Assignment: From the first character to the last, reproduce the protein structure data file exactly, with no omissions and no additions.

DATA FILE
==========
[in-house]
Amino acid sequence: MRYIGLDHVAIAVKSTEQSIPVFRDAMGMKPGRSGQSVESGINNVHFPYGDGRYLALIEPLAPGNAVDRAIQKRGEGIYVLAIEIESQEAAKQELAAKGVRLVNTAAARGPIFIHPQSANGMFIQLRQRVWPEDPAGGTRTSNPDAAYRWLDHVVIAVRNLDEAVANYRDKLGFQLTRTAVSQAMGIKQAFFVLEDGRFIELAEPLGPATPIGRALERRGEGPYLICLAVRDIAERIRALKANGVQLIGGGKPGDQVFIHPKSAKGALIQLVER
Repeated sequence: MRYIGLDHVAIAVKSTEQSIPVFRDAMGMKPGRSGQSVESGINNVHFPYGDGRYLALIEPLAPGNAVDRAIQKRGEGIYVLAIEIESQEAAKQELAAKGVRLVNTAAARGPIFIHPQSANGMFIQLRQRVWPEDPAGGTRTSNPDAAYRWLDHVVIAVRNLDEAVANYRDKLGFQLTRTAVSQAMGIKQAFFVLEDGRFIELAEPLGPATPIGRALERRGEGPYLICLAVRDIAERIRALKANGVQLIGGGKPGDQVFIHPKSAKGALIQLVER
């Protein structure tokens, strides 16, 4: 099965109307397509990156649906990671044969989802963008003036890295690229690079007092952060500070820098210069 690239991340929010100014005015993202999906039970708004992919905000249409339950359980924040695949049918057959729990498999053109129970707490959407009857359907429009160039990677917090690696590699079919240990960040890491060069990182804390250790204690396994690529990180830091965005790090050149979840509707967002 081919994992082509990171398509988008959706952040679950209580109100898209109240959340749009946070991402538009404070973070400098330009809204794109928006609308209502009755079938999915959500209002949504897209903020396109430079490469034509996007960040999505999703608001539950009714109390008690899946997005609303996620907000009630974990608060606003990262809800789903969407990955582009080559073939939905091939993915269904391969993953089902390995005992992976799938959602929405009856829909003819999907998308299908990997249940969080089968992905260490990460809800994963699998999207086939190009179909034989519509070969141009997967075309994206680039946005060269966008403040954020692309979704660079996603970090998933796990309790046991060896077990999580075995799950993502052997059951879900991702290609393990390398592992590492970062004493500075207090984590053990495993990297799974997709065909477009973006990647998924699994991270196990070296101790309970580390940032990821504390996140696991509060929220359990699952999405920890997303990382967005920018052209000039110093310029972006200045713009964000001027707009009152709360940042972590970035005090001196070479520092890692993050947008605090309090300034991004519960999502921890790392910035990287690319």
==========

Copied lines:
[in-house]
Amino acid sequence: MRYIGLDHVAIAVKSTEQSIPVFRDAMGMKPGRSGQSVESGINNVHFPYGDGRYLALIEPLAPGNAVDRAIQKRGEGIYVLAIEIESQEAAKQELAAKGVRLVNTAAARGPIFIHPQSANGMFIQLRQRVWPEDPAGGTRTSNPDAAYRWLDHVVIAVRNLDEAVANYRDKLGFQLTRTAVSQAMGIKQAFFVLEDGRFIELAEPLGPATPIGRALERRGEGPYLICLAVRDIAERIRALKANGVQLIGGGKPGDQVFIHPKSAKGALIQLVER
Repeated sequence: MRYIGLDHVAIAVKSTEQSIPVFRDAMGMKPGRSGQSVESGINNVHFPYGDGRYLALIEPLAPGNAVDRAIQKRGEGIYVLAIEIESQEAAKQELAAKGVRLVNTAAARGPIFIHPQSANGMFIQLRQRVWPEDPAGGTRTSNPDAAYRWLDHVVIAVRNLDEAVANYRDKLGFQLTRTAVSQAMGIKQAFFVLEDGRFIELAEPLGPATPIGRALERRGEGPYLICLAVRDIAERIRALKANGVQLIGGGKPGDQVFIHPKSAKGALIQLVER
């Protein structure tokens, strides 16, 4: 099965109307397509990156649906990671044969989802963008003036890295690229690079007092952060500070820098210069 690239991340929010100014005015993202999906039970708004992919905000249409339950359980924040695949049918057959729990498999053109129970707490959407009857359907429009160039990677917090690696590699079919240990960040890491060069990182804390250790204690396994690529990180830091965005790090050149979840509707967002 081919994992082509990171398509988008959706952040679950209580109100898209109240959340749009946070991402538009404070973070400098330009809204794109928006609308209502009755079938999915959500209002949504897209903020396109430079490469034509996007960040999505999703608001539950009714109390008690899946997005609303996620907000009630974990608060606003990262809800789903969407990955582009080559073939939905091939993915269904391969993953089902390995005992992976799938959602929405009856829909003819999907998308299908990997249940969080089968992905260490990460809800994963699998999207086939190009179909034989519509070969141009997967075309994206680039946005060269966008403040954020692309979704660079996603970090998933796990309790046991060896077990999580075995799950993502052997059951879900991702290609393990390398592992590492970062004493500075207090984590053990495993990297799974997709065909477009973006990647998924699994991270196990070296101790309970580390940032990821504390996140696991509060929220359990699952999405920890997303990382967005920018052209000039110093310029972006200045713009964000001027707009009152709360940042972590970035005090001196070479520092890692993050947008605090309090300034991004519960999502921890790392910035990287690319």